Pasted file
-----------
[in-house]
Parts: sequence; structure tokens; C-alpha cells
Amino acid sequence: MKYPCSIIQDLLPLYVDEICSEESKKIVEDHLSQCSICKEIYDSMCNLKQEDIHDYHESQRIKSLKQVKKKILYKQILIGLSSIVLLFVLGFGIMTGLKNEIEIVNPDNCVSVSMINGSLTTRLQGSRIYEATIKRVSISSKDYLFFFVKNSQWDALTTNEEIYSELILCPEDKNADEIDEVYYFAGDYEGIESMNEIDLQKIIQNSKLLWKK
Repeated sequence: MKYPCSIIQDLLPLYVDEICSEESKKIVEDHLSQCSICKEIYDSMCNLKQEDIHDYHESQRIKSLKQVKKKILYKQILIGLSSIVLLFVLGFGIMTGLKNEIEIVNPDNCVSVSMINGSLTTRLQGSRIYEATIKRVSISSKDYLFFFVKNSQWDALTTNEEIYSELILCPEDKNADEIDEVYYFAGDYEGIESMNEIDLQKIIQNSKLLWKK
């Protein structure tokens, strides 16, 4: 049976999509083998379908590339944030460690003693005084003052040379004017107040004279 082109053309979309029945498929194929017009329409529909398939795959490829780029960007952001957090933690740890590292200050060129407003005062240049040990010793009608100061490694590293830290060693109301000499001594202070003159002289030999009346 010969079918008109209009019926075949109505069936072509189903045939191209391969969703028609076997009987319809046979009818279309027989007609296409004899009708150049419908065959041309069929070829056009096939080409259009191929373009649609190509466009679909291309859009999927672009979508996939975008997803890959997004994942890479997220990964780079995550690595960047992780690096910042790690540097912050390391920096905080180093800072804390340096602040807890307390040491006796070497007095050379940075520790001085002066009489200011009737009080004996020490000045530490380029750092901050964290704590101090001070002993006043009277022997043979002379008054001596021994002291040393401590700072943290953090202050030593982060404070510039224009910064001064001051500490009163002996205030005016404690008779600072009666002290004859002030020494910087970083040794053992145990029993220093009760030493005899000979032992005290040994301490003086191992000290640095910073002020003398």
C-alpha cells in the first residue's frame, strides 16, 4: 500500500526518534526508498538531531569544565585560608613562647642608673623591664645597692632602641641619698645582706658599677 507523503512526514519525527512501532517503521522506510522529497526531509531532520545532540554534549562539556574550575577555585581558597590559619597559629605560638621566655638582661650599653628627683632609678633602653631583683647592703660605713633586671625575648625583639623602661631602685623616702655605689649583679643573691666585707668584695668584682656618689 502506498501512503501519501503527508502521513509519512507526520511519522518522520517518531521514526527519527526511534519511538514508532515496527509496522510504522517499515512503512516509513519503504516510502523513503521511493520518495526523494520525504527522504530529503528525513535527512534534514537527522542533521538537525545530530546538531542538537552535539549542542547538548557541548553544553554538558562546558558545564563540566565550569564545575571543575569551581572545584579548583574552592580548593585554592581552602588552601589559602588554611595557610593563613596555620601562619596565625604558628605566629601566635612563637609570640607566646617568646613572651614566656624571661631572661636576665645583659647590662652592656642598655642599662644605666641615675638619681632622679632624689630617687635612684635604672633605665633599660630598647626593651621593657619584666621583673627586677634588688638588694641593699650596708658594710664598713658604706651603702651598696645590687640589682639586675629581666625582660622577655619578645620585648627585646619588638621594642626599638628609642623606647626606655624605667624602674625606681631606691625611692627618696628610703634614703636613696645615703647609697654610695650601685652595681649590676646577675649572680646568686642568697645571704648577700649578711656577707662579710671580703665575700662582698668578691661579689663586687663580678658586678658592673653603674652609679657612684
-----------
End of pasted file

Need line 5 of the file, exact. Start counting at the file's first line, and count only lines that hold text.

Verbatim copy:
């Protein structure tokens, strides 16, 4: 049976999509083998379908590339944030460690003693005084003052040379004017107040004279 082109053309979309029945498929194929017009329409529909398939795959490829780029960007952001957090933690740890590292200050060129407003005062240049040990010793009608100061490694590293830290060693109301000499001594202070003159002289030999009346 010969079918008109209009019926075949109505069936072509189903045939191209391969969703028609076997009987319809046979009818279309027989007609296409004899009708150049419908065959041309069929070829056009096939080409259009191929373009649609190509466009679909291309859009999927672009979508996939975008997803890959997004994942890479997220990964780079995550690595960047992780690096910042790690540097912050390391920096905080180093800072804390340096602040807890307390040491006796070497007095050379940075520790001085002066009489200011009737009080004996020490000045530490380029750092901050964290704590101090001070002993006043009277022997043979002379008054001596021994002291040393401590700072943290953090202050030593982060404070510039224009910064001064001051500490009163002996205030005016404690008779600072009666002290004859002030020494910087970083040794053992145990029993220093009760030493005899000979032992005290040994301490003086191992000290640095910073002020003398």